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Prescription drug use can cause a car accident

Impaired driving in Illinois is usually considered as driving while under the influence of alcohol or illegal drugs. However, taking prescription drugs, while considered routine and proper, may also lead to personal injury in an auto accident.

Most drivers are aware that the legal limit for alcohol across the country is 0.08 percent BAC. However, it is also illegal to drive after taking certain drugs. For example, drivers can operate a vehicle after ingesting a Schedule I controlled substance such as heroin or methamphetamine.

However, a motorist may unsafely drive under the influence of prescription drugs. It may not necessarily illegal to drive after taking these substances. However, these drugs may jeopardize the ability to safely operate a vehicle.

Painkillers containing oxycodone are known to be a potential problem for drivers. The U.S. Food and Drug Administration (FDA), however, also found that other prescription drugs may impair driving.

These include prescription drugs taken for anxiety, certain antidepressants, drugs containing codeine, some cold and allergy drugs, tranquilizers and sleeping pills. The FDA also cited certain diet pills, drugs marketed to keep users awake and medications containing stimulants such as caffeine, ephedrine and pseudoephedrine.

Impairment may be compounded when these drugs are combined with each other or with alcohol or inhalants. Abusing these drugs or not taking them as directed also increases this problem.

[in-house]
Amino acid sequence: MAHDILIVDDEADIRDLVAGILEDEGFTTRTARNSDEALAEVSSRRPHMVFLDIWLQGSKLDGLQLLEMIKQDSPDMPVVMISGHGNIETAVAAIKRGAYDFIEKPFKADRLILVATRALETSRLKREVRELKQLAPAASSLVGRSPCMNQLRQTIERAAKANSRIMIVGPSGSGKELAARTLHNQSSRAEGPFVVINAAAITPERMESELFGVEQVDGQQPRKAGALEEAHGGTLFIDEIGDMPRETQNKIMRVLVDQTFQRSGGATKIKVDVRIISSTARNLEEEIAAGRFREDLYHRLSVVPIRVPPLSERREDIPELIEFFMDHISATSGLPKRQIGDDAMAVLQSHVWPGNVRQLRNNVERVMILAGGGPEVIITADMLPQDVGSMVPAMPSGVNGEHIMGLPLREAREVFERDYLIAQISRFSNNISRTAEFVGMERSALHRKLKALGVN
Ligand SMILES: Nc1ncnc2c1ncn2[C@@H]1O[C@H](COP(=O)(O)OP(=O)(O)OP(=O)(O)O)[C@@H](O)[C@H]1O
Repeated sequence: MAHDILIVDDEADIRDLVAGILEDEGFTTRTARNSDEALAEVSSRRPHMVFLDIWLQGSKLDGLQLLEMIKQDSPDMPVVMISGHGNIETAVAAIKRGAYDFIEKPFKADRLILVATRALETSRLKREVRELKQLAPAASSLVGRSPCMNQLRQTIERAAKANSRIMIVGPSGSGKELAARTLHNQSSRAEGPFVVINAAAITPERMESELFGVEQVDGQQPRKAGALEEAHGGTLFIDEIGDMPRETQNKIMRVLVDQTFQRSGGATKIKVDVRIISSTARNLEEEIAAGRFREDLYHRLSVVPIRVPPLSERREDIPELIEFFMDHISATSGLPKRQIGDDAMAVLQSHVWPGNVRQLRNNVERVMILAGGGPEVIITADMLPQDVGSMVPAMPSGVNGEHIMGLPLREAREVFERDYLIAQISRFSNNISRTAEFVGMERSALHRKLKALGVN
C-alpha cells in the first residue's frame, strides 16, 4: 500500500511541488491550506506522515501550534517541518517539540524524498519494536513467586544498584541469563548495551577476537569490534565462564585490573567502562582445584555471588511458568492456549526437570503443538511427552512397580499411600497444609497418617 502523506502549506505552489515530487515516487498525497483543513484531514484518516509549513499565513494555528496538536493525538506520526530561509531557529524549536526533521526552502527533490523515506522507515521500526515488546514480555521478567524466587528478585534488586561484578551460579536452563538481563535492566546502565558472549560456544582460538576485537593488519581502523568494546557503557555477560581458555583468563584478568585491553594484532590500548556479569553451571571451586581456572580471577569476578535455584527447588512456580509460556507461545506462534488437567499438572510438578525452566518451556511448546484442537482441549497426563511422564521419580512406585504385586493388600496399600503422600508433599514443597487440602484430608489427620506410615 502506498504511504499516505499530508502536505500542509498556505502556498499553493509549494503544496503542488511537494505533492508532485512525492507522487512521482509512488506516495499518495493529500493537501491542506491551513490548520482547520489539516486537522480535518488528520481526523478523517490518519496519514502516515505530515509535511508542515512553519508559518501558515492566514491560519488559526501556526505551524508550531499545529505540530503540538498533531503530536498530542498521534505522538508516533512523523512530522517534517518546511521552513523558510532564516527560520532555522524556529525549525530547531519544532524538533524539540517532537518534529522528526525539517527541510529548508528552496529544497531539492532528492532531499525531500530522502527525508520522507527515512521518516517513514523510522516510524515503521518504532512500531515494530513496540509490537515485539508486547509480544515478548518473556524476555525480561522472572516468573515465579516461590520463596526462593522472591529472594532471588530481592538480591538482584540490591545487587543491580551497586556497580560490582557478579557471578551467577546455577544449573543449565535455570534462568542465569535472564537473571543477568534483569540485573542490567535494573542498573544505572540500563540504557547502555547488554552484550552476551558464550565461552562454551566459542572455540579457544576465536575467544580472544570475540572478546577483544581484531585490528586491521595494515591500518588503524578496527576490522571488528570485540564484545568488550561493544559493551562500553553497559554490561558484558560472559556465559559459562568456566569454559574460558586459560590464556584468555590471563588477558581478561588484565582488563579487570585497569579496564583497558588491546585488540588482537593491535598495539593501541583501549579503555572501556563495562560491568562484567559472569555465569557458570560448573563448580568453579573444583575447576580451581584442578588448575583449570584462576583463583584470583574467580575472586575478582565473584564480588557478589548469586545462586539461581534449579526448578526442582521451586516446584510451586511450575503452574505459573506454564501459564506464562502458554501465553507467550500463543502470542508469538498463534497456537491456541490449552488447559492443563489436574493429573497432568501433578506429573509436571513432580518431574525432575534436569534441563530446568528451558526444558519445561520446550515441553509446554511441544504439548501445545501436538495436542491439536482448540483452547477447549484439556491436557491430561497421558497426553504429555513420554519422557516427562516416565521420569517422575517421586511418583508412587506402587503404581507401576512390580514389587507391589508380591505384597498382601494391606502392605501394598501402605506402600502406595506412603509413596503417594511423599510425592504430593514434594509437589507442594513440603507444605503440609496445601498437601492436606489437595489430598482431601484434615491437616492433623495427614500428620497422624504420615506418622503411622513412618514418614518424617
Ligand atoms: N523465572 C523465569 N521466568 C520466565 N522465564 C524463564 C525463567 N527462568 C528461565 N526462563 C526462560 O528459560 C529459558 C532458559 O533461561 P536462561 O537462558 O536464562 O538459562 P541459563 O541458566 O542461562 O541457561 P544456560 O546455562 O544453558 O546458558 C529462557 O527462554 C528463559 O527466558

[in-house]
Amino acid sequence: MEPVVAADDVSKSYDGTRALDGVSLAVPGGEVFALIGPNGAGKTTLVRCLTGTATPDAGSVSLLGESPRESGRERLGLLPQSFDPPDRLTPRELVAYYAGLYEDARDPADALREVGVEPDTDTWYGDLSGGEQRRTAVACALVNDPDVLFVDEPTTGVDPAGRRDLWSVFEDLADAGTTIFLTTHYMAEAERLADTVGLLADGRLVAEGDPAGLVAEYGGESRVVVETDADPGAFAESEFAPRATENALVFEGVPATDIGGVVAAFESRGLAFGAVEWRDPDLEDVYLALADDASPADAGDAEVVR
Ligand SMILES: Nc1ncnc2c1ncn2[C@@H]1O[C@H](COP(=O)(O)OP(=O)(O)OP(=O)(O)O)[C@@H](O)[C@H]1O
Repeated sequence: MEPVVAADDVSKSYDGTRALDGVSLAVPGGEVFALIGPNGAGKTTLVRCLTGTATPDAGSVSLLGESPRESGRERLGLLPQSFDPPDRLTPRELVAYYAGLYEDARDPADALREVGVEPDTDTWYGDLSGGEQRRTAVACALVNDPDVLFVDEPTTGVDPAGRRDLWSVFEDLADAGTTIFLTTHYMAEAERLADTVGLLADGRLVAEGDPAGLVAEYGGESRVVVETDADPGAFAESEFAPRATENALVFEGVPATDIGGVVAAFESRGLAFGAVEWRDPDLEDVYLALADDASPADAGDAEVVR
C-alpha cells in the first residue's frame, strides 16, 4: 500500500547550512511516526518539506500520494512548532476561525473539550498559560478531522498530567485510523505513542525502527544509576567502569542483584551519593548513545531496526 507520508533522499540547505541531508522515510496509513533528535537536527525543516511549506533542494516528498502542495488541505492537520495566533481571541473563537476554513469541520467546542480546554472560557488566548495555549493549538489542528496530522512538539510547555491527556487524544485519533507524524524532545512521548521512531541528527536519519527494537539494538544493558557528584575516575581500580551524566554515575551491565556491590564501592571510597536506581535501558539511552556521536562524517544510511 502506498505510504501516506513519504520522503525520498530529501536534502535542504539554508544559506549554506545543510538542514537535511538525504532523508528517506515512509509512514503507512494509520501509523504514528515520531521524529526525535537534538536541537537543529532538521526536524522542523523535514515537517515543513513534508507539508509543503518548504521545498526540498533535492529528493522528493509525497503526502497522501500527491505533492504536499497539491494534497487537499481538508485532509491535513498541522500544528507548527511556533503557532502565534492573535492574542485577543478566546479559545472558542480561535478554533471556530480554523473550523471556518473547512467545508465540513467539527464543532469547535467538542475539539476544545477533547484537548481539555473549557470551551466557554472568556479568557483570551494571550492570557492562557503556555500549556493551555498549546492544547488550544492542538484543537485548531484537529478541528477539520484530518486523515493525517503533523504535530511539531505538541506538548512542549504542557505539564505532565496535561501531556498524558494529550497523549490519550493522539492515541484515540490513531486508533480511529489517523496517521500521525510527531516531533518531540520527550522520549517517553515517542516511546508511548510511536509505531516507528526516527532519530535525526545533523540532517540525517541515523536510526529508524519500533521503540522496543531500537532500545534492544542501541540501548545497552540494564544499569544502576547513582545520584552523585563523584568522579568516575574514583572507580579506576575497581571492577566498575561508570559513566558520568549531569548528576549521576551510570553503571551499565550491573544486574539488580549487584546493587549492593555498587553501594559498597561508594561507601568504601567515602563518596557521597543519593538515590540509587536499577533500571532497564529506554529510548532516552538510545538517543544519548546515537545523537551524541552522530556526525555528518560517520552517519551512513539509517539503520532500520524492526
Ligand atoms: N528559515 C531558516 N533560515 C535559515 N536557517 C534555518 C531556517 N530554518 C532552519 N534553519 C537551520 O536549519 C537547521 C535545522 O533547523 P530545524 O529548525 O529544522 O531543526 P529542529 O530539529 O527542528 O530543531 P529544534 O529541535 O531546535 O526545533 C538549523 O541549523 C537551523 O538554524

These drugs have varying effects on drivers who may process chemicals differently. Therefore, it is important to follow the instructions that accompany the prescription and not drive if the motorist feels any effect after taking a drug.

Any impairment that slows reaction may be deadly. It typically takes a motorist three-quarters of a second to recognize danger and another three-quarters of a second to timely react. A vehicle driving at 55 mph travels 120 feet in 1.5 seconds.

A car accident victim may be entitled to compensation for a collision caused by another impaired motorist who is driving unsafely or even illegally on prescription drugs. An attorney can help ensure that evidence is located and that their rights can be pursued in a legal action.

Source: Gaylord Herald Times, "Some prescription drugs increase risk of driving disasters," Steve Zucker, July 17, 2017

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